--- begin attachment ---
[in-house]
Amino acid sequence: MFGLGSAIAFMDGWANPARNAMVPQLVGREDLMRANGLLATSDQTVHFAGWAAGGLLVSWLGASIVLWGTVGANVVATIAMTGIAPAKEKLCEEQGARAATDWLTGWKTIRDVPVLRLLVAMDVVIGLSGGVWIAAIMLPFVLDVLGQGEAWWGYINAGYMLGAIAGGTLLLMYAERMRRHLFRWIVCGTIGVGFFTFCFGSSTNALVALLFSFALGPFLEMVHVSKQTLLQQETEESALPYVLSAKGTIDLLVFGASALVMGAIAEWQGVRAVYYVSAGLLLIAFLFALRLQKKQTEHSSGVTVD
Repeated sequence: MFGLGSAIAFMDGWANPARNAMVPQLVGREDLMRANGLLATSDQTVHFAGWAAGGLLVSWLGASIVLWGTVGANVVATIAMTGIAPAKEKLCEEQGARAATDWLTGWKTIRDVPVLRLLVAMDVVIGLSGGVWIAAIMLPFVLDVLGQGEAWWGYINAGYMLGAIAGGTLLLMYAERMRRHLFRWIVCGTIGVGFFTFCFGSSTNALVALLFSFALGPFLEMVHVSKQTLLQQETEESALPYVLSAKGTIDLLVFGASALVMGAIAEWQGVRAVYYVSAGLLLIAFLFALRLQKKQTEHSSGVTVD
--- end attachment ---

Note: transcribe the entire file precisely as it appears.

[in-house]
Amino acid sequence: MFGLGSAIAFMDGWANPARNAMVPQLVGREDLMRANGLLATSDQTVHFAGWAAGGLLVSWLGASIVLWGTVGANVVATIAMTGIAPAKEKLCEEQGARAATDWLTGWKTIRDVPVLRLLVAMDVVIGLSGGVWIAAIMLPFVLDVLGQGEAWWGYINAGYMLGAIAGGTLLLMYAERMRRHLFRWIVCGTIGVGFFTFCFGSSTNALVALLFSFALGPFLEMVHVSKQTLLQQETEESALPYVLSAKGTIDLLVFGASALVMGAIAEWQGVRAVYYVSAGLLLIAFLFALRLQKKQTEHSSGVTVD
Repeated sequence: MFGLGSAIAFMDGWANPARNAMVPQLVGREDLMRANGLLATSDQTVHFAGWAAGGLLVSWLGASIVLWGTVGANVVATIAMTGIAPAKEKLCEEQGARAATDWLTGWKTIRDVPVLRLLVAMDVVIGLSGGVWIAAIMLPFVLDVLGQGEAWWGYINAGYMLGAIAGGTLLLMYAERMRRHLFRWIVCGTIGVGFFTFCFGSSTNALVALLFSFALGPFLEMVHVSKQTLLQQETEESALPYVLSAKGTIDLLVFGASALVMGAIAEWQGVRAVYYVSAGLLLIAFLFALRLQKKQTEHSSGVTVD